2. N A BILAWALA says:

    I am 76 years old, I had purchased my flat in 1994 for 7 lacs in Mumbai now I want to sell the flat and shift to settle in other city in India. Present value of the flat is 1Cr. So the total capital gain will be about 93 lacs, taking index consideration (factor 9) the net capital gain will be 37 lacs if I invest the net gain(37Lacs) in capital gain rural bonds for 3 years (lock in period ) then I will be free to invest that amount to invest in other mutual funds, shares or deposits to earn money I do not wish to purchase flat or property and prefer to take flat on rent. Will I get tax deductions for rent of the flat I pay. What are tax implications

  3. SRS says:

    IS THERE POSSIBILITY REINVEST THE LTCG EARNED OUT OF SALE DEAL OF LAND INTO NEW PURCHASE OF APPARTMENT., WITH IN 3 MONTHS OF THE SALE LAND – ENTER INTO AGRREMENT FOR APPRTMENT WHICH WILL READY FOR POCESSION IN THREE YEARS LATTER.

    OTHER POINT WHTHER DAUGHTER/HUSBAND / SON-IN-LAW CAN JOIN AS CO-INVESTER WITH THE MAIN INVESTOR WHO HAS PALN TO BY AN APPARTMENT.

    JUST FOR THE SAKE REGISTRATIONS THE NAMES OF THE WIFE INSERTED INTO OR INCLDED WITH THE 1ST HOLDER WHILE PURCHASING THE FIRST APPARTMENT JUST AS JOINT SECOND HOLDER BUT THEY HAD NOT PUT ANY MONEY ON IT, ARE THEY BE CONSIDERED TO BE PERSON HAVING ALREADY HOUSE MORE THAN ONE ARE SO., FOR LTCG CONSIDERTIONS UNDER RULE 54F…

    LAND SALE DEED FOR RS. 63 LACS, WHERE AS APPARTMENT COST COMES 108 LACS.
    AMT IN EXCESS OF 63 LACS IS OUT SAVINGS, EANRED INCOME AND THRU ANY LAONS.

    IS THERE ANY TAX LIABILITY ON THIS IF SO TO WHAT EXTENT, HOW TO SAVE THIS TAX LEGALLY

  4. HARDIK SASANI says:

    If i Purchased the Equity Share as on 01/01/2014 of unlisted public company in physical form.
    It will be converted in DMAT form as on 25/03/2014.
    The company has been listed on 27/08/2014.
    i have sold the share as on 15/02/2015.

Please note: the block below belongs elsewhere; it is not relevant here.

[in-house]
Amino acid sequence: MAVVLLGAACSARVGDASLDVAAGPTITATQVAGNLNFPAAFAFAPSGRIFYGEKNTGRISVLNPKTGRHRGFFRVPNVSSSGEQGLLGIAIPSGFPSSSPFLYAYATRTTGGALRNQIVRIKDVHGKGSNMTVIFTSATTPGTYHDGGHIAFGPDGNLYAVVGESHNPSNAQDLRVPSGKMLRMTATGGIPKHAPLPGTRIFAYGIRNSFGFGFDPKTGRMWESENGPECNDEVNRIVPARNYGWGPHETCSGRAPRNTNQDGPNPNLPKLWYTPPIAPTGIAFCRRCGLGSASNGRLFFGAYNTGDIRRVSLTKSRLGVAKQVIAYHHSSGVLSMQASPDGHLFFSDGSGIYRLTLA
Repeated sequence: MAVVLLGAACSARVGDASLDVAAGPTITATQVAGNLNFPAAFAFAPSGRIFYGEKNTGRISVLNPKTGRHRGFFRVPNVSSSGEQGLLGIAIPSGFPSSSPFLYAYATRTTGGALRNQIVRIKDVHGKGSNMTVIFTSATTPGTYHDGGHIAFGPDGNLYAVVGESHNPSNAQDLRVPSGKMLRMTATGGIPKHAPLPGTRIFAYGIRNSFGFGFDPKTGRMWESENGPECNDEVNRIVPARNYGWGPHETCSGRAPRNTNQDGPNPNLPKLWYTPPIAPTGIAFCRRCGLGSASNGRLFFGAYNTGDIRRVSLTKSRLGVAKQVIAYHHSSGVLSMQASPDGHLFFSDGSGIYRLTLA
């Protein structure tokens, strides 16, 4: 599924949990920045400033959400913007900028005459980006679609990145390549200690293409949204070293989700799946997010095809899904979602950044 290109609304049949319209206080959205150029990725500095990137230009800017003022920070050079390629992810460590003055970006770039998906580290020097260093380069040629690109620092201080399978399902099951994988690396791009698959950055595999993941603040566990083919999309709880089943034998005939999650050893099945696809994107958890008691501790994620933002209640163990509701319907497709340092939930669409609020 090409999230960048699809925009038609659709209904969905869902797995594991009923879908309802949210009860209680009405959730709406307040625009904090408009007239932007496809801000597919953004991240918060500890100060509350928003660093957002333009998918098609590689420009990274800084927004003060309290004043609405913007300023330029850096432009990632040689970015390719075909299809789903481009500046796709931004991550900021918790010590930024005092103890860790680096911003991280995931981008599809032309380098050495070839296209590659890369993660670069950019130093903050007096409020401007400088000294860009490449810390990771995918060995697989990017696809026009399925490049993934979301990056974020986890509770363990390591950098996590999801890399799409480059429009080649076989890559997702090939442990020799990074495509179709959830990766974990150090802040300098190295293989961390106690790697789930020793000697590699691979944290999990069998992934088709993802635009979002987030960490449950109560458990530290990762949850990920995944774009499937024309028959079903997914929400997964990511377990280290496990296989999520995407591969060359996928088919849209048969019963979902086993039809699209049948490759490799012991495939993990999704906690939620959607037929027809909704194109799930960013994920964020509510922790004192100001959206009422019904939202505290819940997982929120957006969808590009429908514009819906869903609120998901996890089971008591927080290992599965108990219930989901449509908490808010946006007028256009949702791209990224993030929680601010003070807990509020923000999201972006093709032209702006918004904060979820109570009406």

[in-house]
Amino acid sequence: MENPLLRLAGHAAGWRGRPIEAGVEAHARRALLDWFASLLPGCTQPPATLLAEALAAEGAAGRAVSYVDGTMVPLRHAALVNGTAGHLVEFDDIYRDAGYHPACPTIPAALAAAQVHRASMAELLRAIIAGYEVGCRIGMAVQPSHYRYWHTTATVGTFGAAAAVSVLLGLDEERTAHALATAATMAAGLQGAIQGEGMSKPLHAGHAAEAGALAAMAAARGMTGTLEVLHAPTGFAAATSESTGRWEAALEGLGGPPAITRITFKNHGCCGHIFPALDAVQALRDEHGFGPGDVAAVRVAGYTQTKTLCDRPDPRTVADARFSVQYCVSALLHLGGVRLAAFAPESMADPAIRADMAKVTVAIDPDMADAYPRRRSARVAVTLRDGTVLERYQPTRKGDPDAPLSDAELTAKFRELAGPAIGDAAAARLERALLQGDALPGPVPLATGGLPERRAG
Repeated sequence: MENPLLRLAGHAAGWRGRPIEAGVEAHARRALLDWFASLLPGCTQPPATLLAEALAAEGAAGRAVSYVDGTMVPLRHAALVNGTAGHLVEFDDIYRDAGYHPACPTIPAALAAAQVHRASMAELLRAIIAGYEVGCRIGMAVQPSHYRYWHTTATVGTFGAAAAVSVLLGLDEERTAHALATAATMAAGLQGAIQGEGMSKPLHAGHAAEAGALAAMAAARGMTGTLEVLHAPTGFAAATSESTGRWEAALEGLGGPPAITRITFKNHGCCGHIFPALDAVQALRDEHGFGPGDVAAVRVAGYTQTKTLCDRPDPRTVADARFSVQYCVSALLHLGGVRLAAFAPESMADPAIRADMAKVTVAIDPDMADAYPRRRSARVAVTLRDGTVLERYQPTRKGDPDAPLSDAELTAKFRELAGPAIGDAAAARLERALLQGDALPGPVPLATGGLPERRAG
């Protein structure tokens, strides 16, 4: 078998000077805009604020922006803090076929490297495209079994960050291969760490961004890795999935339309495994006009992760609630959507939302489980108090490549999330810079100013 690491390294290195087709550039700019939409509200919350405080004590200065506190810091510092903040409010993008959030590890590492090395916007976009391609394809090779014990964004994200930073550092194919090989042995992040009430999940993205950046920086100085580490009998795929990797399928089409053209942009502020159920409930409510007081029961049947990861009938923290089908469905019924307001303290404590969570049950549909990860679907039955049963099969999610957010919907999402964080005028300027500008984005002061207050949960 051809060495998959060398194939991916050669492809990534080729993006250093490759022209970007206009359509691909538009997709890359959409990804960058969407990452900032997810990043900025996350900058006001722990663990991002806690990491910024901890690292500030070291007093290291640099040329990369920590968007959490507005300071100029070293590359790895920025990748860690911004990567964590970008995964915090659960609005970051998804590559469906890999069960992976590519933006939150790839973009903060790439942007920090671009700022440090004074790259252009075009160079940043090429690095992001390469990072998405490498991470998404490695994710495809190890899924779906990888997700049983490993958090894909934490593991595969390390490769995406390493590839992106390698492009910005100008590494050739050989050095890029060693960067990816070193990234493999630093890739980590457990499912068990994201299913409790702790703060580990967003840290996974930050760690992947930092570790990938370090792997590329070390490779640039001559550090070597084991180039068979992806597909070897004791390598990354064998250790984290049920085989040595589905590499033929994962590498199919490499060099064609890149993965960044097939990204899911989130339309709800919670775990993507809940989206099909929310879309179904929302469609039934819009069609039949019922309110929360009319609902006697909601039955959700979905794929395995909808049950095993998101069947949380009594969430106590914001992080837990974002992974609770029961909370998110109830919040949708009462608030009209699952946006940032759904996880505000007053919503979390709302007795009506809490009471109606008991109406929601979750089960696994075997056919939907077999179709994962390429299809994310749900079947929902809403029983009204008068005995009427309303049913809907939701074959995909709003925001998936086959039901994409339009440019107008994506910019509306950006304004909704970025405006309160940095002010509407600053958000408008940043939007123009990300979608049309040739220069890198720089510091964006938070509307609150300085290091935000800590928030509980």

How the Capital Gain calculate on the above transaction.
    Regards
    Hardik Sasani

  5. Vinay Joshi says:

    Mr. RAJESH AILANI,

    Do not confuse equity taxation with immovable property LTCG.
    sec 54 provisions applicable.
    Understand sec 54.

    Regards,

  6. RAJESH AILANI says:

    I HAVE SOLD MY SHOP WHICH WAS PUR 10 YRS AGO FOR RS,50000 NOW I HAVE SOLD FOR RS. 250000 CAN I PAY THE LTCG TAX @10% WITHOUT INDEX OR IT CAN COMPUTED IN NORMAL RATE OF TAX

  7. Vinay Joshi says:

    Hello All,

    The article was about sale of immovable property & Sec.54.

    Mr.Sagar Sedai, should i now put as CA Sagar Sedai? You musy have been thro’ Congrats!

    My aspect is, if you can advise on follow LTCG —

    A single property sale – two different properties at two different locations purchased to avail LTCG 54. Can it be so.

    In a peculiar case CIT, Mumbai had allowed two adjoining flats purchased, [thereafter combined into one] LTCG exemption. [purchased from two diff individuals.]

    Please advise about two different locations.

    Regards,

  8. sriz sharma says:

    IS it true?
    Long Term Capital Gain=

    10% without Indexation Benefit
    OR 20% with Indexation Benefit
    + 10% Surcharge* + 3% Cess
    = 11.33% Without Indexation
    = 22.66% With Indexation

  9. sagar sedai says:

    In the case of a capital gain arising from the transfer of a long-term capital asset, being listed securities or unit of equity oriented fund, the assessee is exempt under section 10(36) or 10(38).

    LTCG arising on sale of listed securities, not charged to securities transaction tax, and Zero Coupon Bonds shall be taxed at least of the following amounts: –

    20% on LTCG (with Indexation)
    10% on LTCG (without Indexation)
    Where the assessee is an Individual or a HUF, being a resident,

    the LTCG shall be reduced by the amount of difference between the Basic Exemption Limit and Total Income (excluding LTCG), if such reduced Total Income is less than the Basic Exemption limit.

  10. Gautom Mitra says:

    I am not agreed with you at your concept. There is no apllicblity of indexed cost for calculating short term capital gain from selling share /mutual fund .There is only one tax rate i.e 15.45% . You can calculate long term capital gain tax without using CII where tax rate is 10.30% but in case of indexed cost tax rate is 20.60%. But it has been seen that tax amount is higher than tax calculated without using CII.